During the piloting phase, the practices for informing the pilot restaurants and means to follow up were essential because, in this case, the living lab approach was implemented in the piloting restaurants, and it was not possible to monitor the living lab environment closely. Due to COVID19, even visiting the restaurants was restricted.
The restaurant industry is interested in reducing its carbon footprint to respond to customer needs for sustainable options. Because workshops were organized virtually, many ideas were collected, and senior experts were engaged nationally.
The co-creation process achieved successful dialogues between different food and restaurant industry actors. Participants included governmental agencies, educational institutions, large food & restaurant corporations and small and medium-sized restaurants, restaurant management systems, other carbon footprint-related projects, and pioneers in the food industry.
During the piloting, the digital solutions providers for measuring carbon footprint and food waste gained relevant understanding to develop their tools better to suit the diverse restaurant businesses.
When restaurants that operate as living lab environments are situated separately, and when it is not possible to meet in person, there is a need to create a transparent, structured process for the orchestration of the pilots. A platform is needed, and engagement through regular virtual gatherings and keeping in touch individually. Organizing a possibility for reflection, peer support, and proactive offering of help to the restaurants was critical in keeping the pilot restaurants engaged.
The wide variety of ideas collected and developed in Mission Zero Foodprint’s co-creation process resulted from purposeful collaboration with the restaurant industry. The process allowed for a deep understanding of real challenges restaurants face when attempting to reduce their carbon footprints, and developing viable, practical solutions. The final result of the process was an Operating Model for Carbon-wise Activities for Restaurants published in the Workbook Restaurants and Carbon Footprint. The Operating Model illustrates how a restaurant can plan their daily activities to become more carbon-wise.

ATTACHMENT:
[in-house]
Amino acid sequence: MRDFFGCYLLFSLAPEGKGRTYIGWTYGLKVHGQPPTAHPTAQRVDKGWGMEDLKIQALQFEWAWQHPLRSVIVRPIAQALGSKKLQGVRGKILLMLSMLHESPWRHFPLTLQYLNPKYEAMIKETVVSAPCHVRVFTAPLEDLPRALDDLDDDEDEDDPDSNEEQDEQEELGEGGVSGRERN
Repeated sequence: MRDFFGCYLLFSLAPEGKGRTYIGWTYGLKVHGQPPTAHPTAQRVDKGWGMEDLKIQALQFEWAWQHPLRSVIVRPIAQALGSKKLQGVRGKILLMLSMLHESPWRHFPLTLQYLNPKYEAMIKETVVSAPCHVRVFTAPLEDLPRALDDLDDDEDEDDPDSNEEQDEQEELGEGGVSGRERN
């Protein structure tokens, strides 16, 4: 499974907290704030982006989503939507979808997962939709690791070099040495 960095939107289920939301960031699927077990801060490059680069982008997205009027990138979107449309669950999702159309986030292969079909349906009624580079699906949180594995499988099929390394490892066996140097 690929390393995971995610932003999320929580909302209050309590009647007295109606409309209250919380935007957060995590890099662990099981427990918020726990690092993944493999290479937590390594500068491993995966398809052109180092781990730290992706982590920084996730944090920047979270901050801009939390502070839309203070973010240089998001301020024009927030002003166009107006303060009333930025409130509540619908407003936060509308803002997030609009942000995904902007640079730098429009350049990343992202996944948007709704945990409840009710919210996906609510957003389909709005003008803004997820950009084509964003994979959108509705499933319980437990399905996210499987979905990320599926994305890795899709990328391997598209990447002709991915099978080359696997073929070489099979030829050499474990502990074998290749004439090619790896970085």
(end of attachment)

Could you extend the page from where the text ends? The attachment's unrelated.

Restaurants and Carbon Footprint – Mission Zero Foodprint Workbook can be downloaded here: https://www.theseus.fi/handle/10024/753021
- Cottam, H. & Leadbeater, C. 2004. HEALTH. Co-creating Services. The Design Council. Viitattu 2.2.2022. https://www.designcouncil.org.uk/sites/default/files/asset/document/red-paper-health.pdf
- Finnish Government. 2019. Inclusive and competent Finland – a socially, economically and ecologically sustainable society. Programme of Prime Minister Sanna Marin’s Government 2019. Viitattu 2.2.2022. https://valtioneuvosto.fi/en/marin/government-programme
- Heikkanen, S., Österberg, M. 2012. Living Lab ammattikorkeakoulussa. Vantaa. Multiprint. Referred 8.8.2022
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- Mazzucato, M. 2018. Mission-oriented research & innovation in the European Union. Luxembourg: Publications Office.